Prairie dogs create burrows underground that ruin yards and gardens and present a dangerous situation for people and animals walking above the burrows. Remove prairie dogs from your yard in a week using habitat alteration and toxic baiting. You need garden tools, rolled oats and a bait treated with a toxin such as zinc phosphide.
Create a visual barrier
Prairie dogs prefer to burrow in areas with low grass so they can see predators approaching. Use fences, hay bales and tall plants to block the prairie dogs' view and make your yard a less suitable habitat.
Place a prebait around burrows
Place 1 heaping teaspoon of plain rolled oats around the mouth of each prairie dog mound. Repeat this process for several days until the bait is readily taken. This predisposes the prairie dogs to take the bait when you present the toxic bait.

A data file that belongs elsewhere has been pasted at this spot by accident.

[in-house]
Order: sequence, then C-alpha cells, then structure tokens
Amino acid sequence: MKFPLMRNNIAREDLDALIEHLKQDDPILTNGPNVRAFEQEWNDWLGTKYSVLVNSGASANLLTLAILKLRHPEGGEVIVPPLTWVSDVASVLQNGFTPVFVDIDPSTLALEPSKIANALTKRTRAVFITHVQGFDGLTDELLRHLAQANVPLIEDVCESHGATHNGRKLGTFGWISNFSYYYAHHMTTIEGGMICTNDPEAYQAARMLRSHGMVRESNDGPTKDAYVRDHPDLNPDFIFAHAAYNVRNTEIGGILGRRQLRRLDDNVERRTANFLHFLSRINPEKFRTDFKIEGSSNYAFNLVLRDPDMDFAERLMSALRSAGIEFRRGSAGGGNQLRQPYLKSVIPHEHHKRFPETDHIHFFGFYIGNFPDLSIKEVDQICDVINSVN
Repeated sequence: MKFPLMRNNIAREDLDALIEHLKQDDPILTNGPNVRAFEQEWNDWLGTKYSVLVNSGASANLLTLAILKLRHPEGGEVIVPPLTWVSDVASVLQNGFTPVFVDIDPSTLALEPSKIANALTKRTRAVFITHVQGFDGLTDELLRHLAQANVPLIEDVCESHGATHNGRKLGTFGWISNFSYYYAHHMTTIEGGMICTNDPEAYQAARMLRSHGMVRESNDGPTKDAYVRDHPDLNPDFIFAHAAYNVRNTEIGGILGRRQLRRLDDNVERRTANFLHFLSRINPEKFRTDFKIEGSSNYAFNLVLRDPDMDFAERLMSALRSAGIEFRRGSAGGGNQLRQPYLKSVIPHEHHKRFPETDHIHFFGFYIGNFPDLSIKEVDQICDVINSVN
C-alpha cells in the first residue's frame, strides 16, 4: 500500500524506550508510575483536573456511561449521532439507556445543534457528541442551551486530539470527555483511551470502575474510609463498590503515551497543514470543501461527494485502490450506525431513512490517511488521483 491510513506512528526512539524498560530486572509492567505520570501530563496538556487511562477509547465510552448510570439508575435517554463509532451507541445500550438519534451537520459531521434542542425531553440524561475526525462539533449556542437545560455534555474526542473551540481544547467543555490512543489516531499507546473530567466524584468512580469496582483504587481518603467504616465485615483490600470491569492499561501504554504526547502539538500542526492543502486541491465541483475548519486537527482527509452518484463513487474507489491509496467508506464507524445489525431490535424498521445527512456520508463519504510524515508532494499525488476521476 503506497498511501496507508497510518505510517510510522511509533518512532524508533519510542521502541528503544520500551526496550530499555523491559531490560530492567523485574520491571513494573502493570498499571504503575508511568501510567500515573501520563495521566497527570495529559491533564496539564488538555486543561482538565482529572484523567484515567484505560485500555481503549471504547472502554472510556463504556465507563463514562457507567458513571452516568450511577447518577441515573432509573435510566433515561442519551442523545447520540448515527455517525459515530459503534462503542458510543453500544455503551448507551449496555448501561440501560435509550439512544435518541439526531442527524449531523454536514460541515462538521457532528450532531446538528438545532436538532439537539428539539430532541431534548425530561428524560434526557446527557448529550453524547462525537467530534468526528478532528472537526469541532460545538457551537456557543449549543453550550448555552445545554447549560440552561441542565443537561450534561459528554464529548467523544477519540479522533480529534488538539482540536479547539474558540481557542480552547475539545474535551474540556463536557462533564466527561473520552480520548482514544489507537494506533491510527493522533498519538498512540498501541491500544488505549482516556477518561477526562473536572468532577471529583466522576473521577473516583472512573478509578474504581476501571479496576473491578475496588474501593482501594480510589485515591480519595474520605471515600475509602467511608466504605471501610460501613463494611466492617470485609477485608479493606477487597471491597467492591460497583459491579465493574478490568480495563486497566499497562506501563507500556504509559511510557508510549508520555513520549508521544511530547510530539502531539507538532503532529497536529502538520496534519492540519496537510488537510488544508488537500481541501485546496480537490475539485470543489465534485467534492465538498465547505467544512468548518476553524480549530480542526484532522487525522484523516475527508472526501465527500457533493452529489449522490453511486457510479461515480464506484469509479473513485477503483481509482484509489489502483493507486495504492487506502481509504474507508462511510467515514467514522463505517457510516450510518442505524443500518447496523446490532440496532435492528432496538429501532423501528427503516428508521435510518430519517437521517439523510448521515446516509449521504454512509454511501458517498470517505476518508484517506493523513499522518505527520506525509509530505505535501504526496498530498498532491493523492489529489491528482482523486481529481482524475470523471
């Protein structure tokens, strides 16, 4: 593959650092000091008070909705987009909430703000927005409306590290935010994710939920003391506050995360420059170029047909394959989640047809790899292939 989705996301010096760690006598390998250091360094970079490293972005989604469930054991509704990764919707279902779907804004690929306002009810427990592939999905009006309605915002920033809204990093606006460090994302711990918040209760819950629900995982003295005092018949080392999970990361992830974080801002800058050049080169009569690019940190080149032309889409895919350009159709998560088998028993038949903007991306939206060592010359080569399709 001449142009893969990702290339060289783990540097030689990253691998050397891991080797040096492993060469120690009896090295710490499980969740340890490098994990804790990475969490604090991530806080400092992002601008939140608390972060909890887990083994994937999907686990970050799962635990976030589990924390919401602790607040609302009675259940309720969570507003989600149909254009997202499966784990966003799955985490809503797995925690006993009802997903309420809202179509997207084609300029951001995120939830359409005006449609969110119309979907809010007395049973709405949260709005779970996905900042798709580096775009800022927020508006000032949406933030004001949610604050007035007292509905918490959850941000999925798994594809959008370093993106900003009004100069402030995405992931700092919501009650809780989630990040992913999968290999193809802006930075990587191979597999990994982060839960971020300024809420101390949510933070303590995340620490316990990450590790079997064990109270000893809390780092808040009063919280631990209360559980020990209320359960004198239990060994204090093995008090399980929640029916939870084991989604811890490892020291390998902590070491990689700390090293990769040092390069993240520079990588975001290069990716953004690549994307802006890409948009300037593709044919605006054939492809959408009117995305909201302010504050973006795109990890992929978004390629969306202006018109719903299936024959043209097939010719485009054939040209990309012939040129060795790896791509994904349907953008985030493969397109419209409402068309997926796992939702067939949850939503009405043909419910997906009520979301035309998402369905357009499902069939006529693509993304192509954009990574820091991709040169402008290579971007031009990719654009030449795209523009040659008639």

Apply toxic bait
Place 1 heaping teaspoon of grain or oats treated with a toxin such as zinc phosphide around the mouth of each mound in the same way you placed the prebait. Make sure not to apply too much bait, as excess bait can negatively affect livestock and other wildlife in the area. Avoid disturbing the area for three days after applying toxic bait.
Remove dead animals
Remove or bury any carcasses that are found above ground to prevent poisoning other animals. Watch for active and abandoned burrows to evaluate the success of the treatment. Abandoned burrows are often filled with spider webs and debris, while active burrows are clean and surrounded by tracks and digging marks.